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(Digital) Growing Pains


Growing up is full of challenges. The programmatic advertising industry is moving out of its awkward, rebellious teenage phase into that of a more responsible young adult. They’ll still stay out too late, but odds are they’ll make it to work on time.

What’s changed? The rise of quality and safety.

Programmatic advertising is at heart the use of software to plan and buy digital advertising. Initially focused on banner ads, programmatic has evolved to cover almost every form of media, from TV spots to streaming audio to online video and mobile. The automation of the software platforms initially focused on cost savings – but as programmatic often picked up “remnant” digital ad space, issues on the quality of placement began to be the focus. P&G, the largest advertiser in the world, in 2017 culled its programmatic ad purchases by about $200 million and refocused on a short list of high-quality websites, worried that the so-called long-tail of ad content might put its brands in bad editorial context.

Like a 20-something who still feels passionate about the tech in his sports car but is learning to drive more carefully, programmatic is coming into a balance of computer savvy and contextual quality.

Example one; MediaPost reported recently that programmatic ad quality is higher than ever before in the space, with “notable declines in the rates of malicious and in-banner video ads.” No one factor can take the credit for the improvements, but contributors include the widespread adoption of the ads.txt format, SSP vigilance, as well as programmatic agencies ratcheting up their vigilance around buys.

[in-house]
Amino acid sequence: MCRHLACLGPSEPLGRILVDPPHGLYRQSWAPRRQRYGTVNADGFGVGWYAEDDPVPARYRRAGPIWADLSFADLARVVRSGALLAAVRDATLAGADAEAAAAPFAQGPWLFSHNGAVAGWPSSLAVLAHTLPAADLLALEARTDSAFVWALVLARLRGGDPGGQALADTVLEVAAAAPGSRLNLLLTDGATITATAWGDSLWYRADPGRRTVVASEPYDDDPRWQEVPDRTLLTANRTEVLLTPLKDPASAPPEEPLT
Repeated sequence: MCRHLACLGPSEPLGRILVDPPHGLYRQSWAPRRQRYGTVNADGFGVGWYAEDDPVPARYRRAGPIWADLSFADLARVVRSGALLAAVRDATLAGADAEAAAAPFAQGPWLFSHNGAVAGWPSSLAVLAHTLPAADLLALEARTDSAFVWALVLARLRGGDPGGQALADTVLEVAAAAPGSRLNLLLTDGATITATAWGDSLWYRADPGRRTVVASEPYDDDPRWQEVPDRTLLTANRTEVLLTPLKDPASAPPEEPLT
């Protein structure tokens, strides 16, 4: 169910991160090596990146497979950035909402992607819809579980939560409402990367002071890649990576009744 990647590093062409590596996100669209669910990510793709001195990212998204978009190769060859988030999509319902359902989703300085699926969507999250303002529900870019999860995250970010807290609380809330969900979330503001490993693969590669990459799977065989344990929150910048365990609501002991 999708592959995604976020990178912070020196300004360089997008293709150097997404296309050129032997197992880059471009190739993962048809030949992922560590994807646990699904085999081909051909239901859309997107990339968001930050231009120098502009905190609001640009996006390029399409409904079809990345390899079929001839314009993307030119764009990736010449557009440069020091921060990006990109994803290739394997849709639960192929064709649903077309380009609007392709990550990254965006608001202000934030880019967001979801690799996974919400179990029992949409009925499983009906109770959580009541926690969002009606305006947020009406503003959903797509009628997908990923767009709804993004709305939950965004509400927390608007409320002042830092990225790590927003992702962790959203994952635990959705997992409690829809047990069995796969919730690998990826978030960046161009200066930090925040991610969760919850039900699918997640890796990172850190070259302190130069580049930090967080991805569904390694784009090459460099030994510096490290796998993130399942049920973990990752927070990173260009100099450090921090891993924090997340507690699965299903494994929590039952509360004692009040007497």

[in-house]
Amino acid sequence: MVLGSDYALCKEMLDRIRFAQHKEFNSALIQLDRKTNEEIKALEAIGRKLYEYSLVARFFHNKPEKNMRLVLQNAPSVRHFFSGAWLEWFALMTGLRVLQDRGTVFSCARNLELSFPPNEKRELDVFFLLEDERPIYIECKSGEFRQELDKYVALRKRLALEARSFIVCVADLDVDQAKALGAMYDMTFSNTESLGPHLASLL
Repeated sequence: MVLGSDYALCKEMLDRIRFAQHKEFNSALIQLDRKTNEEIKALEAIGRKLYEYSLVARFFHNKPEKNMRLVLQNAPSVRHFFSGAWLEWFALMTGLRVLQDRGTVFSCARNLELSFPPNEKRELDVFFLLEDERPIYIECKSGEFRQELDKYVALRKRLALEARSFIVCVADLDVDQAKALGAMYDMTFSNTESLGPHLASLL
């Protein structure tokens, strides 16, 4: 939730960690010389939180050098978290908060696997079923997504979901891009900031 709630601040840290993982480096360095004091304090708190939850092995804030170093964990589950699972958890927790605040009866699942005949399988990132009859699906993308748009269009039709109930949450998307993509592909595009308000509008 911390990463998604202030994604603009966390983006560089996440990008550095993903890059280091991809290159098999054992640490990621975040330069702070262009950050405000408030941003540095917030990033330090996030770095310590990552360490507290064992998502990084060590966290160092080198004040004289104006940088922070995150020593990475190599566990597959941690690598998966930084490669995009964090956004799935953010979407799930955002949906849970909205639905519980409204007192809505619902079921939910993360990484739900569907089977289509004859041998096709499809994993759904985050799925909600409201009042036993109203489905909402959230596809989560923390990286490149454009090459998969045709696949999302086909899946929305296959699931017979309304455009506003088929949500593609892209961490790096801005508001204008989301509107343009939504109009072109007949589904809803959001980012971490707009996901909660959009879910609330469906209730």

Example two comes from Google, where YouTube has agreed to end targeted advertising around videos that children are likely to watch. YouTube’s revenue from children’s media has been estimated to be upwards of $750 million a year and this change is expected to negatively affect YouTube, and Google’s, bottom line. The move puts YouTube more in line with rules around television advertising targeting children, and while how the change will be implemented is still to be finalized, it is a step in the right direction toward protecting the most vulnerable viewers of online content.

As the Internet approaches 40, societal expectations are causing advertisers and publishers to adjust their approaches as well. Growing up is never easy, but we see good things ahead for programmatic and—as long as they have it back by 11 p.m.—may even lend it the car keys this weekend.